The 5,000-square-foot building next to Tara Watson's chiropractic practice was set up for a restaurant. But after buying the space about a year ago, Watson thought, "Do we really need another one of those?" she says. "No. We needed something for people to actually do."
Once Watson learned there was no place for adults to workout in north Minneapolis, she decided: She would open a gym. But first she had to convince other people that the neighborhood was ready for it.
[jump] Watson's building is near the corner of West Broadway and Penn Ave., in the heart of north Minneapolis. There are two Ys in the area, but one is for kids and teens and one is focused on adults over 55. Further south, near the North Loop, there are workout studios that offer classes, but no general exercise space.
Despite the open market, when Watson initially approached corporate gyms to talk franchising, "They said it was an undesirable area," she says. "But they didn't have updated information."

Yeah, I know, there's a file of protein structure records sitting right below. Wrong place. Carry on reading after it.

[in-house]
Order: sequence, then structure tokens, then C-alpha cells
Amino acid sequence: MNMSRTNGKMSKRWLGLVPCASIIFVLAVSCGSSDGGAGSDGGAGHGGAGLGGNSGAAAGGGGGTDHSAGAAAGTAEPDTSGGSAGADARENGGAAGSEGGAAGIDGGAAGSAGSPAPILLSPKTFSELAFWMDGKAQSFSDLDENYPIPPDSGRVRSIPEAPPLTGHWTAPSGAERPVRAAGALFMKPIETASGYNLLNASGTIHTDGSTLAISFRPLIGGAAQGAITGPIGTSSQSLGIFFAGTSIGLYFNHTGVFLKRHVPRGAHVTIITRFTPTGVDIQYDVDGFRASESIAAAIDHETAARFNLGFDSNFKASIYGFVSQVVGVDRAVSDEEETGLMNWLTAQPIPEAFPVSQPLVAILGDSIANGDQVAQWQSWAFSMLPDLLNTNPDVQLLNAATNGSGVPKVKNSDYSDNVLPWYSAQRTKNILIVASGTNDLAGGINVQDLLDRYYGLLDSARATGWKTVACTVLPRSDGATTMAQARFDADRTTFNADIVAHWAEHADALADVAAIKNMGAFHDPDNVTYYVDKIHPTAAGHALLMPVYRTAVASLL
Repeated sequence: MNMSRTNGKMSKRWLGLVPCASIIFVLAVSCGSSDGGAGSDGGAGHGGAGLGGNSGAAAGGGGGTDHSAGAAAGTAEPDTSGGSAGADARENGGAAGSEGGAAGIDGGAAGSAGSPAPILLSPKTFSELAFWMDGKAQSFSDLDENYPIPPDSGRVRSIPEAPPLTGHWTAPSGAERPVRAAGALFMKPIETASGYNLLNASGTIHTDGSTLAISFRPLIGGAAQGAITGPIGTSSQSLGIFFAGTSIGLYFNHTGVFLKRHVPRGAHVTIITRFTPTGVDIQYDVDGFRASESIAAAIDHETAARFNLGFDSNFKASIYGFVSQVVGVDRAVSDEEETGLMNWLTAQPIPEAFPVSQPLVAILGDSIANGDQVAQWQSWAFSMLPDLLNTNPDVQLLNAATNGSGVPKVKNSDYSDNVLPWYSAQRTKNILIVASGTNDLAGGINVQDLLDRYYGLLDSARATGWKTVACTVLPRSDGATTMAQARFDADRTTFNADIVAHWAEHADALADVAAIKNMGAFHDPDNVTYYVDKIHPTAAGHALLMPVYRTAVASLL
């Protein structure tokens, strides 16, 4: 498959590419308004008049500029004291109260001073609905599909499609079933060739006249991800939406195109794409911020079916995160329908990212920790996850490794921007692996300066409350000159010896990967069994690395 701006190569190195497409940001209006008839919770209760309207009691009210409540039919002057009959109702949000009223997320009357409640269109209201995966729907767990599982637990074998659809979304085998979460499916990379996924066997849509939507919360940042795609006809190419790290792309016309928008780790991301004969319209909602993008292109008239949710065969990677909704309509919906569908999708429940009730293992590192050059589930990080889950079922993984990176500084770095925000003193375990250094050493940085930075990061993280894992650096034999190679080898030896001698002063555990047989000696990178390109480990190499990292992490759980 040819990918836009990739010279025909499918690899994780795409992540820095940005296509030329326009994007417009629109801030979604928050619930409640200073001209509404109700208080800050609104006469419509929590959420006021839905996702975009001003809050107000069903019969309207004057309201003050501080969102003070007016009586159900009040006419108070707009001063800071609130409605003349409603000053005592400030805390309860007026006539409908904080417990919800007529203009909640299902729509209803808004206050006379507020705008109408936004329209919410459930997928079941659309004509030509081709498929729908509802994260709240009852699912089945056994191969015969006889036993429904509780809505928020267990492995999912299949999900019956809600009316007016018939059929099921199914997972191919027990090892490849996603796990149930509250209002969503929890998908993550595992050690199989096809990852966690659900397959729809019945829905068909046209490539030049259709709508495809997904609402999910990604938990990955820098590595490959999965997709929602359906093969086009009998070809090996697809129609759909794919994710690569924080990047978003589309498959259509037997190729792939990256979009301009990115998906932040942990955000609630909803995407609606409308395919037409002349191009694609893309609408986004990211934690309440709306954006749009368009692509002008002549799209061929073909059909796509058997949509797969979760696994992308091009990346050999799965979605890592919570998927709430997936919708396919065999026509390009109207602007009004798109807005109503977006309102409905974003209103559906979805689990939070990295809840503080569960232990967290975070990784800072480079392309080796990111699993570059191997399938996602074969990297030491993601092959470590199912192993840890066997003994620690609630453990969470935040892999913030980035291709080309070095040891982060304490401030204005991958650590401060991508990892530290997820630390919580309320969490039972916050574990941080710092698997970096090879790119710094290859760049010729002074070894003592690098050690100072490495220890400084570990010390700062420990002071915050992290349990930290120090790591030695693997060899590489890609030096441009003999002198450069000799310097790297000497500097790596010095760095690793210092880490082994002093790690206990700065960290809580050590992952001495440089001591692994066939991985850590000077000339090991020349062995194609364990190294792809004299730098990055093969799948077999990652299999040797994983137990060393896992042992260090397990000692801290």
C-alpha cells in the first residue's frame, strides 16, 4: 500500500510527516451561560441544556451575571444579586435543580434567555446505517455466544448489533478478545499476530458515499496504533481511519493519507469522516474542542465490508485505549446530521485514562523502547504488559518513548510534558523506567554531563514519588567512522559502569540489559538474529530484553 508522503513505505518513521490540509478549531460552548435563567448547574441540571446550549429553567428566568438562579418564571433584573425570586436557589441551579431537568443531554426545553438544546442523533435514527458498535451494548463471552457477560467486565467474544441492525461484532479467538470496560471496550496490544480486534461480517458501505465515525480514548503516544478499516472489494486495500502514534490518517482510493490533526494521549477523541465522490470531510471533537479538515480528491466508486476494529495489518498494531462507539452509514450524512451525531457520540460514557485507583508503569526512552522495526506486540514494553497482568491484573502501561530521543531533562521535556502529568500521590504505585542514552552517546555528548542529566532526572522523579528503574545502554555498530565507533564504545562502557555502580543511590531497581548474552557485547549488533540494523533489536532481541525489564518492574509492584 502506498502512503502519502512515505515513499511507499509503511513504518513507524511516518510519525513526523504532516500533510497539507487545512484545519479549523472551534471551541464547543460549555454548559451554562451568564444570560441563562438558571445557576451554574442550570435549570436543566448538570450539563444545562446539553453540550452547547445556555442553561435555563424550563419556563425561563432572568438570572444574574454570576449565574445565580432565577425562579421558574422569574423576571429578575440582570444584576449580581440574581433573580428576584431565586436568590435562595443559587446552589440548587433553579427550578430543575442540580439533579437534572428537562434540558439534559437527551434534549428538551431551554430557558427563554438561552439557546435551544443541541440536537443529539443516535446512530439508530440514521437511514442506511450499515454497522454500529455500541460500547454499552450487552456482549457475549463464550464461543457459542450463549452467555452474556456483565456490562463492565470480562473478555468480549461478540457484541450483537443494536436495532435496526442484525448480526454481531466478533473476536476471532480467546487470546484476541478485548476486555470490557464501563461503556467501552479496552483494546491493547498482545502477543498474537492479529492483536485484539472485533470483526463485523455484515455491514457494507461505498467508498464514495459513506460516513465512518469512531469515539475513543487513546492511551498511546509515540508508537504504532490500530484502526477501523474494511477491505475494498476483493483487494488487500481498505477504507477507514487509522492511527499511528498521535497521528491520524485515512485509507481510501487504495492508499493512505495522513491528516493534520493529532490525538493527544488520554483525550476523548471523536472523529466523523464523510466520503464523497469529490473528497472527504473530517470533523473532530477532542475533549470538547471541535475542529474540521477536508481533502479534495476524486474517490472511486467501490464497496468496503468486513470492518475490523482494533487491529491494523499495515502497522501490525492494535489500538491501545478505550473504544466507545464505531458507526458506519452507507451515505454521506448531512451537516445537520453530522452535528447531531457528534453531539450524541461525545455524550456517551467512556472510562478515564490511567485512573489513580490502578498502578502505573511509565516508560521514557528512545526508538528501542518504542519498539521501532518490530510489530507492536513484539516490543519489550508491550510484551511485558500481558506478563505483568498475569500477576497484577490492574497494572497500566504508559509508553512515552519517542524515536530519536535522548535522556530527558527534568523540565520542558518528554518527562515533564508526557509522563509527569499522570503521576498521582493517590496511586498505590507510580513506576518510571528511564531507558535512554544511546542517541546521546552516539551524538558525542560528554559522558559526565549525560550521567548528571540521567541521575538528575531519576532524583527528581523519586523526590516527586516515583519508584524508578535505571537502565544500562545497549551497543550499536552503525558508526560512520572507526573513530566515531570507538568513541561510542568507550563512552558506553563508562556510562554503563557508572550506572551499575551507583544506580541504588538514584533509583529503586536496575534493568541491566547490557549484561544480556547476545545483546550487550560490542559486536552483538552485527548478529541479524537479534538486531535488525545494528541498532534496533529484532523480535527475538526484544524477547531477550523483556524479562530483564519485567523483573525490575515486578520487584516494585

Watson worked with the city to get recent demographic data, and was able to show prospective gyms that her block was experiencing a revitalization. Within a one-mile radius of the West Broadway and Penn intersection, Watson pointed out, more and more households qualify as "middle and upper income," median home value is on the upswing, and over 75 percent of residents carry at least a high school diploma.
Excited neighbors have been peering through the windows, wanting to see how the space is progressing, Watson says. Count Don Samuels, city council member for the area, among the enthusiastic.
"It is just incredible that [Watson]... can create this first-time facility in north Minneapolis," he told the Star Tribune's Eric Roper. A business that responds to the community's demographics, "rather than the reputation," has a "huge" significance, Samuels added.
Watson is currently planning on opening her new location before the end of the year. Monthly membership fees are still undetermined, but will be below $50. "We're going to have tanning, massages, personal trainers," Watson says. "There's going to be something for everyone."